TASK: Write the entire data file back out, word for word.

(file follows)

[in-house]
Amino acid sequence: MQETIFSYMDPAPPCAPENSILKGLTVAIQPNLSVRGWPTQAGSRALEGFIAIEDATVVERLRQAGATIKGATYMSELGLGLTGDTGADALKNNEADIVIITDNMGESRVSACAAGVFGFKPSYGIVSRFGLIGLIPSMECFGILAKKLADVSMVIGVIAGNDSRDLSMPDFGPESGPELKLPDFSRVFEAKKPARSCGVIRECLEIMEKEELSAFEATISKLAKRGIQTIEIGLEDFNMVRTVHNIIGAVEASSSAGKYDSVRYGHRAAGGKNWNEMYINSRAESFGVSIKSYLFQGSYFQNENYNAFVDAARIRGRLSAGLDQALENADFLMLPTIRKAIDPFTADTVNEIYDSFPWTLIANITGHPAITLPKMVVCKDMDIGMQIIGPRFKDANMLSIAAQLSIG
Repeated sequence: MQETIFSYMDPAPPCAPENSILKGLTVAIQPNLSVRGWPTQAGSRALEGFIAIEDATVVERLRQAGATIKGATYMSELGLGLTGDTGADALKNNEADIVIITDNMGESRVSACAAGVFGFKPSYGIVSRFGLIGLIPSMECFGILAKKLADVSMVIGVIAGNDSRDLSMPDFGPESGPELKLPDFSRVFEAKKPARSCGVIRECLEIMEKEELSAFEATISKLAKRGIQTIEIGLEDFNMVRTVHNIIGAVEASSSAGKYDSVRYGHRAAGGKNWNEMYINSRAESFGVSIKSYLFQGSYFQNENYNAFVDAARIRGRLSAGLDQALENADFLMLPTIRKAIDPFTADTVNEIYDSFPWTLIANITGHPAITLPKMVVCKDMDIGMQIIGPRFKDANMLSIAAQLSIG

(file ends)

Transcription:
[in-house]
Amino acid sequence: MQETIFSYMDPAPPCAPENSILKGLTVAIQPNLSVRGWPTQAGSRALEGFIAIEDATVVERLRQAGATIKGATYMSELGLGLTGDTGADALKNNEADIVIITDNMGESRVSACAAGVFGFKPSYGIVSRFGLIGLIPSMECFGILAKKLADVSMVIGVIAGNDSRDLSMPDFGPESGPELKLPDFSRVFEAKKPARSCGVIRECLEIMEKEELSAFEATISKLAKRGIQTIEIGLEDFNMVRTVHNIIGAVEASSSAGKYDSVRYGHRAAGGKNWNEMYINSRAESFGVSIKSYLFQGSYFQNENYNAFVDAARIRGRLSAGLDQALENADFLMLPTIRKAIDPFTADTVNEIYDSFPWTLIANITGHPAITLPKMVVCKDMDIGMQIIGPRFKDANMLSIAAQLSIG
Repeated sequence: MQETIFSYMDPAPPCAPENSILKGLTVAIQPNLSVRGWPTQAGSRALEGFIAIEDATVVERLRQAGATIKGATYMSELGLGLTGDTGADALKNNEADIVIITDNMGESRVSACAAGVFGFKPSYGIVSRFGLIGLIPSMECFGILAKKLADVSMVIGVIAGNDSRDLSMPDFGPESGPELKLPDFSRVFEAKKPARSCGVIRECLEIMEKEELSAFEATISKLAKRGIQTIEIGLEDFNMVRTVHNIIGAVEASSSAGKYDSVRYGHRAAGGKNWNEMYINSRAESFGVSIKSYLFQGSYFQNENYNAFVDAARIRGRLSAGLDQALENADFLMLPTIRKAIDPFTADTVNEIYDSFPWTLIANITGHPAITLPKMVVCKDMDIGMQIIGPRFKDANMLSIAAQLSIG